At Glasgow, the poorer half of the world, which did not contribute to the problem but faces disastrous impacts, will press the key question of equity. Under the UNFCCC, all countries do not have the same responsibilities, given their respective levels of development. This principle of common but differentiated responsibilities guides the Paris Agreement.

India, which has pledged to cut the emissions intensity of its growth by 33-35% of GDP from 2005 levels by 2030, has declared its pre-2020 performance on this metric achieved, at 24%, while it is working to fulfil other Paris promises — raising renewable energy capacity to make up a 40% share and expanding forest cover to create a 2.5 to 3 billion tonne carbon sink.

More recently, it announced a scale-up of its renewable power plans to 450 GW by the end of the decade, and a national hydrogen policy to produce the chemical element through green methods, aiding its deployment in industrial sectors as well as transport, and aiming for export.

Science sets tempo

The tempo for the Glasgow conference has been set by scientific reports, warning of continuing extreme human pressure on the climate system. One IPCC report of August 2021 warned that the observed increase in global surface temperature showed unprecedented warming during the 1850-2020 period compared with reconstructed temperature data over a period of 2,000 years. On the eve of the climate meet, the UN Environment Programme issued its 12th Emissions Gap Report, comparing the updated emissions reduction pledges made by countries for 2030, with what is needed to keep the rise in global temperature to 1.5 degrees C or even 2 degrees C.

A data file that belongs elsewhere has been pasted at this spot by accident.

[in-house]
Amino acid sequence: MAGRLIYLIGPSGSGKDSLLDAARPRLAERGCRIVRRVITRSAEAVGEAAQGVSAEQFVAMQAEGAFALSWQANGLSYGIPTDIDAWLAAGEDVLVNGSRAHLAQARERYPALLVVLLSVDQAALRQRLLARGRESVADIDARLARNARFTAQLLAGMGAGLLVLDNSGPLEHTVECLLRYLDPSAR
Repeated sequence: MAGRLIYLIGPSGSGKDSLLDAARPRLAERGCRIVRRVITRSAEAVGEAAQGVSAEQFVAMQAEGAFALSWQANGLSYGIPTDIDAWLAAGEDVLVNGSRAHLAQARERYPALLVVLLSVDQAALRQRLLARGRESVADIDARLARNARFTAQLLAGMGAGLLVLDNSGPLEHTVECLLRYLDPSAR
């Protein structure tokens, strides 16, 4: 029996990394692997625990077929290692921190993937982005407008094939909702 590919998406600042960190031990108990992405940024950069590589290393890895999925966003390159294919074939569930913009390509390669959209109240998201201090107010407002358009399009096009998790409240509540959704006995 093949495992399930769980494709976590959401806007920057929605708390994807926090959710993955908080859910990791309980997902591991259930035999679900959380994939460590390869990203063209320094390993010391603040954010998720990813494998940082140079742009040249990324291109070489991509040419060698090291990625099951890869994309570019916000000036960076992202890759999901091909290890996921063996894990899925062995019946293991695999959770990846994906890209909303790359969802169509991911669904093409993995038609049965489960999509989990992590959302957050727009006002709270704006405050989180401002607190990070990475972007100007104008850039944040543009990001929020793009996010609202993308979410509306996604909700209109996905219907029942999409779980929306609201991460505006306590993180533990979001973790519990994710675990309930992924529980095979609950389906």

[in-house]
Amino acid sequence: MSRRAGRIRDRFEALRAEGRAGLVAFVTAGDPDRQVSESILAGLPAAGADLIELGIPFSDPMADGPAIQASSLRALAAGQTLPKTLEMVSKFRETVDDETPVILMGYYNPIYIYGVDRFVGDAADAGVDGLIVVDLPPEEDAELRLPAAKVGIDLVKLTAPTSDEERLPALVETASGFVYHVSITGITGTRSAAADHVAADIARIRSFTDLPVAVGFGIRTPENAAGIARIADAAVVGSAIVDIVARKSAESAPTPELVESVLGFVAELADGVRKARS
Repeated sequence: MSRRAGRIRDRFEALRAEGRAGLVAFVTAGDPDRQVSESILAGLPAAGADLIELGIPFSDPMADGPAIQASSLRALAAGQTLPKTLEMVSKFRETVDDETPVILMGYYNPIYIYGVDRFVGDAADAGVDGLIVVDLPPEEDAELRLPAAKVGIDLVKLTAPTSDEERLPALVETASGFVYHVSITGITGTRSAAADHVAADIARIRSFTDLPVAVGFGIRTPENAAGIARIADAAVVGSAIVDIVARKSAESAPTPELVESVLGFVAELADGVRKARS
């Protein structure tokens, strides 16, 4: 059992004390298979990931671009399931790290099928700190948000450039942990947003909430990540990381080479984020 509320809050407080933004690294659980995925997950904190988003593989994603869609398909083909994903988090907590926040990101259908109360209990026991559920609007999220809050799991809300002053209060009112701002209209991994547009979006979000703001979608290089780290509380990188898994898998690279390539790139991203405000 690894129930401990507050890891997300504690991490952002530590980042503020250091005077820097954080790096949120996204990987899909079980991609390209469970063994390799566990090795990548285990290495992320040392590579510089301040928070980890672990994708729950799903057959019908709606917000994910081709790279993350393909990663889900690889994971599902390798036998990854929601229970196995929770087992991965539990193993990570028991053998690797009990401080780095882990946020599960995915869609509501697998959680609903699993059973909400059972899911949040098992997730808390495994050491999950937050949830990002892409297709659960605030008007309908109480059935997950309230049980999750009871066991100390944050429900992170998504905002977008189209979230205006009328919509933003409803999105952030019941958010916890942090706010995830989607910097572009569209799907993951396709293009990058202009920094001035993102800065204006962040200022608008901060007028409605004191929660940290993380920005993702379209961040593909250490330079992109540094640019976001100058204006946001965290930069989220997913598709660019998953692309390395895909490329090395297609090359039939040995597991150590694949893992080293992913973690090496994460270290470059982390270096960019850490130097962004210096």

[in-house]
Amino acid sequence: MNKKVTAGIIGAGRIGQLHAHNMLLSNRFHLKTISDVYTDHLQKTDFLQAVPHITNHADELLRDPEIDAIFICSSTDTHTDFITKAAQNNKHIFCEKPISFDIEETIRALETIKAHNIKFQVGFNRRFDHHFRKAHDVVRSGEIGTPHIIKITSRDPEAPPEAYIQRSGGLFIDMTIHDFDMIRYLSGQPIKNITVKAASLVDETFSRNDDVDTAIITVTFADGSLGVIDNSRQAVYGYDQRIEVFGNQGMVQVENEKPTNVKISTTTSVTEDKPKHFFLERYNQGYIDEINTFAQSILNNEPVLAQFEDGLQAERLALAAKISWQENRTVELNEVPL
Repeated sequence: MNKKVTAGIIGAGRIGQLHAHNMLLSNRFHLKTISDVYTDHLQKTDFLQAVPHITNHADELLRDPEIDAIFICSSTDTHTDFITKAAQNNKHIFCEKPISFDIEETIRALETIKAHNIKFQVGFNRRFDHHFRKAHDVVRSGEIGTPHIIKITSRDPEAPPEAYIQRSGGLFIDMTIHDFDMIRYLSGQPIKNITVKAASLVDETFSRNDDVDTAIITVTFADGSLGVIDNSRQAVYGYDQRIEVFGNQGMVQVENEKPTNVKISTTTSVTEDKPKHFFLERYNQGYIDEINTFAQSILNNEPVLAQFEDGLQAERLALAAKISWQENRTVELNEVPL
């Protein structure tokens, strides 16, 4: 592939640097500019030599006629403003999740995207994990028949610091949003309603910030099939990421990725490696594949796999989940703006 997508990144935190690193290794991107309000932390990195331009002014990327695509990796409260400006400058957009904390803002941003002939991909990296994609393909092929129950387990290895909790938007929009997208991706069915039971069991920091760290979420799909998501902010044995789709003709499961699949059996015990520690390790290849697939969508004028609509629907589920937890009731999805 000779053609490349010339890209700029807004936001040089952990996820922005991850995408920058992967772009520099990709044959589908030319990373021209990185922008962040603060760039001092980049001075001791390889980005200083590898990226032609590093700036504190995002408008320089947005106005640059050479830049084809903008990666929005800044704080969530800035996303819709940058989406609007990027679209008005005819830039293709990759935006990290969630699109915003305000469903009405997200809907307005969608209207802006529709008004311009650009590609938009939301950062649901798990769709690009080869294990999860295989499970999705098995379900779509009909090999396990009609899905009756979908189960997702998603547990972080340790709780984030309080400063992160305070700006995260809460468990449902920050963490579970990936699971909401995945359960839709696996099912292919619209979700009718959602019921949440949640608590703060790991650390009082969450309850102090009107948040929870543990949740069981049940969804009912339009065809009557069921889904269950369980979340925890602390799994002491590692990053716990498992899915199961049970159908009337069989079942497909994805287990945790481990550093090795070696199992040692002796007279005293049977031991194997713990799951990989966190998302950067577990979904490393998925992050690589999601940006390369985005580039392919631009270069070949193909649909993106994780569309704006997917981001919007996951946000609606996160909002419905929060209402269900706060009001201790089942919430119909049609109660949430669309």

That gap, between a projected emissions reduction of 7.5% for 2030 against the need for 30 to 55% cuts, and even taking into account the latest promises by countries, could lead to a rise in temperature by 2.7 degrees C by the end of the century. Moreover, G20 countries, accounting for nearly 80% of global emissions, are not on a clear course to achieving net zero (balancing out emissions) based on 2030 commitments.

The net zero concept remains contentious, because of the uncertainties surrounding long-term targets, but big countries such as China have set such a goal, while the EU as a bloc, Germany, the U.K., France, Canada and others have legal mandates.